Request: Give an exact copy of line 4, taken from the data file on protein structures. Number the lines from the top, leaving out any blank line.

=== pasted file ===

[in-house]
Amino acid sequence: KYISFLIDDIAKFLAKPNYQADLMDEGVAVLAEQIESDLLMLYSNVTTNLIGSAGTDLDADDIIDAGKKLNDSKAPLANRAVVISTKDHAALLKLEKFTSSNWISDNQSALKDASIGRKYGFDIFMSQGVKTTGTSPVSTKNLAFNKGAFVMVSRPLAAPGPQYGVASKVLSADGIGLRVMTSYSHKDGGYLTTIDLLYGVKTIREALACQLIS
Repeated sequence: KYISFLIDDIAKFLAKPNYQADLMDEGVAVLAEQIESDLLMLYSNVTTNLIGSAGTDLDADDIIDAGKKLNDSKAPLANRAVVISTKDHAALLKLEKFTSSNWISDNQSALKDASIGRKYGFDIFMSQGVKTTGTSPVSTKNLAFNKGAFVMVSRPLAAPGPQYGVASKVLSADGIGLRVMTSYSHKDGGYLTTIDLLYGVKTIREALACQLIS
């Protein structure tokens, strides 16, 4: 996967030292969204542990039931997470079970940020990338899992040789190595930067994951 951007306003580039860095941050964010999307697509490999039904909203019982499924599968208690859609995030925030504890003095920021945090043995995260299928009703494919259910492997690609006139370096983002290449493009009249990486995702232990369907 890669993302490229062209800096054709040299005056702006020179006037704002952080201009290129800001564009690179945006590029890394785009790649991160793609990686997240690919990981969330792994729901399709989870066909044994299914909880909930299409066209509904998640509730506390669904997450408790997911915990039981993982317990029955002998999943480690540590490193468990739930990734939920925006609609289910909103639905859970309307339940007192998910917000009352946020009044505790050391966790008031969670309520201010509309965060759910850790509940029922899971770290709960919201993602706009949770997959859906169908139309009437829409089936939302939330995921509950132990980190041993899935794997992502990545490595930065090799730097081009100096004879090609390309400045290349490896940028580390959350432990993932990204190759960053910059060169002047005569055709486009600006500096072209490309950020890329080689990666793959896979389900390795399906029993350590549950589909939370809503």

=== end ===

């Protein structure tokens, strides 16, 4: 996967030292969204542990039931997470079970940020990338899992040789190595930067994951 951007306003580039860095941050964010999307697509490999039904909203019982499924599968208690859609995030925030504890003095920021945090043995995260299928009703494919259910492997690609006139370096983002290449493009009249990486995702232990369907 890669993302490229062209800096054709040299005056702006020179006037704002952080201009290129800001564009690179945006590029890394785009790649991160793609990686997240690919990981969330792994729901399709989870066909044994299914909880909930299409066209509904998640509730506390669904997450408790997911915990039981993982317990029955002998999943480690540590490193468990739930990734939920925006609609289910909103639905859970309307339940007192998910917000009352946020009044505790050391966790008031969670309520201010509309965060759910850790509940029922899971770290709960919201993602706009949770997959859906169908139309009437829409089936939302939330995921509950132990980190041993899935794997992502990545490595930065090799730097081009100096004879090609390309400045290349490896940028580390959350432990993932990204190759960053910059060169002047005569055709486009600006500096072209490309950020890329080689990666793959896979389900390795399906029993350590549950589909939370809503």